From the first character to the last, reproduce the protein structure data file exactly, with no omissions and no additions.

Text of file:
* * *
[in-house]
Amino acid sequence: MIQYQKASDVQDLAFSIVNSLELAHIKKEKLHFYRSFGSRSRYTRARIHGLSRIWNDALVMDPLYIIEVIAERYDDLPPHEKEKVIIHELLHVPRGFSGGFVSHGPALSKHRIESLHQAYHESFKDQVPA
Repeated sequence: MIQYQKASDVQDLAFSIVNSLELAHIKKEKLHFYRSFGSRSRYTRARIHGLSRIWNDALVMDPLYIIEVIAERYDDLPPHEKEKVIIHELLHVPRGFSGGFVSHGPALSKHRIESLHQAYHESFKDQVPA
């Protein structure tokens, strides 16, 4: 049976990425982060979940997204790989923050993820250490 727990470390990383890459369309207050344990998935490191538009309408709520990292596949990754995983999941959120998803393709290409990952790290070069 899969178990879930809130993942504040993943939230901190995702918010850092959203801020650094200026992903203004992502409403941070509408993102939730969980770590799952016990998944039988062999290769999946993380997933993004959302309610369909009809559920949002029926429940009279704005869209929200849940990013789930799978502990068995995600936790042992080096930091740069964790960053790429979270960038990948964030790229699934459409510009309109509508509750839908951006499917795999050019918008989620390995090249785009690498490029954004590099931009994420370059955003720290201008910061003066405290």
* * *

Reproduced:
[in-house]
Amino acid sequence: MIQYQKASDVQDLAFSIVNSLELAHIKKEKLHFYRSFGSRSRYTRARIHGLSRIWNDALVMDPLYIIEVIAERYDDLPPHEKEKVIIHELLHVPRGFSGGFVSHGPALSKHRIESLHQAYHESFKDQVPA
Repeated sequence: MIQYQKASDVQDLAFSIVNSLELAHIKKEKLHFYRSFGSRSRYTRARIHGLSRIWNDALVMDPLYIIEVIAERYDDLPPHEKEKVIIHELLHVPRGFSGGFVSHGPALSKHRIESLHQAYHESFKDQVPA
């Protein structure tokens, strides 16, 4: 049976990425982060979940997204790989923050993820250490 727990470390990383890459369309207050344990998935490191538009309408709520990292596949990754995983999941959120998803393709290409990952790290070069 899969178990879930809130993942504040993943939230901190995702918010850092959203801020650094200026992903203004992502409403941070509408993102939730969980770590799952016990998944039988062999290769999946993380997933993004959302309610369909009809559920949002029926429940009279704005869209929200849940990013789930799978502990068995995600936790042992080096930091740069964790960053790429979270960038990948964030790229699934459409510009309109509508509750839908951006499917795999050019918008989620390995090249785009690498490029954004590099931009994420370059955003720290201008910061003066405290």